A large number of articles and even a few books are available for download.
The newest issue of Themelios contains an excellent review article by Robert Yarbrough. He carefully critiques three recent proposals among some self-identified evangelicals to revise the doctrine of Scripture (Bowald, Rendering the Word in Theological Hermeneutics; McGowan, The Divine Authenticity of Scripture; Sparks, God’s Word in Human Words: An Evangelical Appropriation of Critical Biblical Scholarship). He also positively reviews Richard Gaffin’s God’s Word in Servant Form.
Well worth reading.
Oswalt’s commentary on Isaiah is masterful. Furthermore, not only is Oswalt helpful in elucidating the text, he is also unafraid to challenge unbelieving scholarship.
On Isaiah 36:20
It is hard to understand how those who can assert that the theological function of this passage is to claim that God acts in history can then assert with equal force that God did not act in this event (cf. Clements). If they do so to demonstrate that biblical theology is self-discredited, that is one thing. But to speak of the worth of the theology while denying its evidence is very odd indeed. [1:638, n. 21]
On Isaiah 42:20
The change from second person to third in the middle of the verse has been troublesome to translators since the time of the LXX . . . But none of these stratagems seems necessary given the well-documented tendencies for this kind of shift in Hebrew writing. [2:131-32]
On Isaiah 45:18ff.
These verses show a rather profound understanding of paganism. Because paganism refuses to admit of a God who stands outside the cosmos, it must posit that the beginning of all things was matter in chaos. Out of this chaos the gods emerged. The ordering of the chaos was something of an afterthought on the part of the gods to protect themselves from the ever-present danger of its reemergence. Humans are even more of an afterthought, created primarily to take care of the gods. Since the gods have no commitment to and accept no responsibility for humans, they have no interest in communicating with them. If humans wish to divine the future, they must resort to mediums, wizards, and necromancers (cf. 8:19). To all of this Isaiah says a resounding no! Chaos did not exist before God, and God did not bring a meaningless chaos into existence. Rather, the preexistent God created the cosmos specifically for human habitation. [2:218]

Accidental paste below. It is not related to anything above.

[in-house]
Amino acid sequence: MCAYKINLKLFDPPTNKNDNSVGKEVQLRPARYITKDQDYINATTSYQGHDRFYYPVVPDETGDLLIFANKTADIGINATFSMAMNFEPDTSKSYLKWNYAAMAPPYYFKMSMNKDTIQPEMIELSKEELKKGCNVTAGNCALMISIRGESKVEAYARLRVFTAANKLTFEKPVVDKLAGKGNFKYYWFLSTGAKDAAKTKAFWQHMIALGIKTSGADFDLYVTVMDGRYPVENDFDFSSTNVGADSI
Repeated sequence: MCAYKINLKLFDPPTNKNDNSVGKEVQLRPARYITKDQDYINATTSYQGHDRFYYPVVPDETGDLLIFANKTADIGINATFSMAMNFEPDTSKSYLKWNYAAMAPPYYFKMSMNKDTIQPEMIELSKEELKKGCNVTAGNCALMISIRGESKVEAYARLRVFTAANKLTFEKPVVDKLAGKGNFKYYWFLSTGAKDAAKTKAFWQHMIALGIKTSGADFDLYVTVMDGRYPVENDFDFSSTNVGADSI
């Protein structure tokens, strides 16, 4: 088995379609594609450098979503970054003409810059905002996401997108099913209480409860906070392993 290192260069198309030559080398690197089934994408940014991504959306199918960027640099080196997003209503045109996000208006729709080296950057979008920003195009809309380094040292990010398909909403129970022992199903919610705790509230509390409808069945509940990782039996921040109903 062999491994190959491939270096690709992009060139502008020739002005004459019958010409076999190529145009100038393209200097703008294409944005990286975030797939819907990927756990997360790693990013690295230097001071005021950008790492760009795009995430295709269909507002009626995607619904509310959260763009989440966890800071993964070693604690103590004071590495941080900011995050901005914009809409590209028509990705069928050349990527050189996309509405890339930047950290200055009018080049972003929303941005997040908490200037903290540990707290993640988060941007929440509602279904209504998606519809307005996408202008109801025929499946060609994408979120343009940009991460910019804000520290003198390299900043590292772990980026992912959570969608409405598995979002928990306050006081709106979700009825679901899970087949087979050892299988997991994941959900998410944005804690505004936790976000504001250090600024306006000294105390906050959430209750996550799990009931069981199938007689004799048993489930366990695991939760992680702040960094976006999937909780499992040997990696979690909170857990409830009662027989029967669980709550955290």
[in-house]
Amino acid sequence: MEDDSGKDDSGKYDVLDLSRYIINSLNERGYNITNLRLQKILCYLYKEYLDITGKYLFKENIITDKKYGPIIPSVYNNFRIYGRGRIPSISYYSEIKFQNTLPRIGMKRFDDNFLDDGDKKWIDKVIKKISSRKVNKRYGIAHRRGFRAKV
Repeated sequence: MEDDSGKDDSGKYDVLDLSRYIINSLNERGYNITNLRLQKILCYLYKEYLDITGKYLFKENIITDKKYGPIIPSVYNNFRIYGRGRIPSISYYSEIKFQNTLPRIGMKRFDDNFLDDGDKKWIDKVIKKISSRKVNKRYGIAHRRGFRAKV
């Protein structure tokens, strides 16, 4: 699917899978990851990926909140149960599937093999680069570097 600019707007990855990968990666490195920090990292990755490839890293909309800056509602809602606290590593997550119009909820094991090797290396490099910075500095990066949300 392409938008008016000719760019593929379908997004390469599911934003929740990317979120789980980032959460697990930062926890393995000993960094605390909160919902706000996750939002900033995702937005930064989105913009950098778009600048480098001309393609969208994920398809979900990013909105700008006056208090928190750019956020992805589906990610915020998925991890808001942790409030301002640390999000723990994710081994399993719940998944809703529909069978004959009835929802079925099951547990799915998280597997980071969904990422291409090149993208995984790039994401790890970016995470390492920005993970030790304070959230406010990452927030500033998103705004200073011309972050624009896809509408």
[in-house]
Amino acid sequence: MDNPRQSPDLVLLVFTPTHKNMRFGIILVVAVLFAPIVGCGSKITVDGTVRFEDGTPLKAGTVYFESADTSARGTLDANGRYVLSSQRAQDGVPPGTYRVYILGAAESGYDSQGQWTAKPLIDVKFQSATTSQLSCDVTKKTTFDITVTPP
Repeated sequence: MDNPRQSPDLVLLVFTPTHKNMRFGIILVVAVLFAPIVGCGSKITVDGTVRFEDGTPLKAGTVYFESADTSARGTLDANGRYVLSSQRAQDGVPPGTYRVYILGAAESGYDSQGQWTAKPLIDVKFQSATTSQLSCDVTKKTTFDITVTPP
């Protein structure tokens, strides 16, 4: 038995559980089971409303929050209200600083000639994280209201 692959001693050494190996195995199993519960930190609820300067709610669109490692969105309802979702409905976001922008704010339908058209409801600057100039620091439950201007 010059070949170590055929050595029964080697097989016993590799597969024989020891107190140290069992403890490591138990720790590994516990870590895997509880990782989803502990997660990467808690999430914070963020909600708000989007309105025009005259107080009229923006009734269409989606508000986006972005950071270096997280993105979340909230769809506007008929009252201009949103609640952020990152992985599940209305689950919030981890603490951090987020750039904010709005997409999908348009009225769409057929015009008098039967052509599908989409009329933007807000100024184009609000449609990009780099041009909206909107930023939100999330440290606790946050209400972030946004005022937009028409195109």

On Isaiah 49:6
Some modern translations (e.g., NRSV [ESV, NASB]) render the final phrase of the verse as ‘that my salvation may reach to the end of the earth.’ While this is not impossible, it is not the obvious sense of the grammar. The plain sense is: ‘I appointed you . . . to be my salvation to the ends of the earth.’ The former translation obscures the point that the Servant is not merely to be the means of God’s salvation coming to the world, he is to be that salvation. All the versions confirm this understanding.” [2:294]
R. Scott Clark of Westminster California is editing a new series that will put into print, often through new translations, the writings of the Reformed Orthodox. This is exciting news for those interested in historical theology and/or Reformed theology.
For Clark’s introduction to the series, see here.
But, it will be said, Christianity is a life, not a doctrine. This assertion is often made, and it has the appearance of godliness. But it is radically false, and to detect its falsity one does not even need to be a Christian. For to say that ‘Christianity is a life’ is to make an assertion in the sphere of history.
. . . . . . . . . .
About the early stages of this movement [that is, Christianity] definite historical information has been preserved in the Epistles of Paul, which are regarded by all serious historians as genuine products of the first Christian generation. The writer of the Epistles had been in direct communication with those intimate friends of Jesus who had begun the Christian movement in Jerusalem, and in the Epistles he makes it abundantly plain what the fundamental character of the movement was.
But if any one fact is clear, on the basis of this evidence, it is that the Christian movement at its inception was not just a way of life in the modern sense, but a way of life founded upon a message. It was based, not upon mere feeling, not upon a mere program of work, but upon an account of facts. In other words, it was based upon doctrine.
J. Gresham Machen, Christianity and Liberalism (Eerdmans, 1923), 19, 21.
Machen on why liberal concessions to naturalism were wrongheaded:
In trying to remove from Christianity everything that could possibly be objected to in the name of science, in trying to bribe off the enemy by those concessions which the enemy most desires, the apologist has really abandoned what he started out to defend.
J. Gresham Machen, Christianity and Liberalism, (Eerdmans, 1923), 7-8
Machen’s thesis is reflected in the title. Liberalism is not Christianity; it is another religion. This gets at the root of the Fundamentalist objection to ecumenical endeavors with with liberals.